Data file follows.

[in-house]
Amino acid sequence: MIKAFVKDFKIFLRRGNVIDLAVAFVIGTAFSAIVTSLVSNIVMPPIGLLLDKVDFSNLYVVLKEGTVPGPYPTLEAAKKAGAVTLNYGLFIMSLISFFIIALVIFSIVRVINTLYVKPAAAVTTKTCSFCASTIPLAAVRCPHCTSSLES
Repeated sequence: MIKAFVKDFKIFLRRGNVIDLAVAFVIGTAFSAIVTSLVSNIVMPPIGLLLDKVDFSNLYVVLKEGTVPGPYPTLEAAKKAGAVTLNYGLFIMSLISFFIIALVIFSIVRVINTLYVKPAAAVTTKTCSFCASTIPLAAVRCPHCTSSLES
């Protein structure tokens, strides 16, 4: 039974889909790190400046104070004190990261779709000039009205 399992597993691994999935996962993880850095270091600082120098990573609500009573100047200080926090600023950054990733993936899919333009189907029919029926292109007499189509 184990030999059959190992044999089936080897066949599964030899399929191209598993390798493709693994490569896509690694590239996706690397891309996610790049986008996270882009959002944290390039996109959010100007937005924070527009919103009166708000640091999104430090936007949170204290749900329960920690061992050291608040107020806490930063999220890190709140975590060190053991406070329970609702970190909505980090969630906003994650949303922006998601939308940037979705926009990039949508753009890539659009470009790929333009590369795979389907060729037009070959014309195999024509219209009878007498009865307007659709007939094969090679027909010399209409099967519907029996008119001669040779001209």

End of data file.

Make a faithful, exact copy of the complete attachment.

[in-house]
Amino acid sequence: MIKAFVKDFKIFLRRGNVIDLAVAFVIGTAFSAIVTSLVSNIVMPPIGLLLDKVDFSNLYVVLKEGTVPGPYPTLEAAKKAGAVTLNYGLFIMSLISFFIIALVIFSIVRVINTLYVKPAAAVTTKTCSFCASTIPLAAVRCPHCTSSLES
Repeated sequence: MIKAFVKDFKIFLRRGNVIDLAVAFVIGTAFSAIVTSLVSNIVMPPIGLLLDKVDFSNLYVVLKEGTVPGPYPTLEAAKKAGAVTLNYGLFIMSLISFFIIALVIFSIVRVINTLYVKPAAAVTTKTCSFCASTIPLAAVRCPHCTSSLES
């Protein structure tokens, strides 16, 4: 039974889909790190400046104070004190990261779709000039009205 399992597993691994999935996962993880850095270091600082120098990573609500009573100047200080926090600023950054990733993936899919333009189907029919029926292109007499189509 184990030999059959190992044999089936080897066949599964030899399929191209598993390798493709693994490569896509690694590239996706690397891309996610790049986008996270882009959002944290390039996109959010100007937005924070527009919103009166708000640091999104430090936007949170204290749900329960920690061992050291608040107020806490930063999220890190709140975590060190053991406070329970609702970190909505980090969630906003994650949303922006998601939308940037979705926009990039949508753009890539659009470009790929333009590369795979389907060729037009070959014309195999024509219209009878007498009865307007659709007939094969090679027909010399209409099967519907029996008119001669040779001209």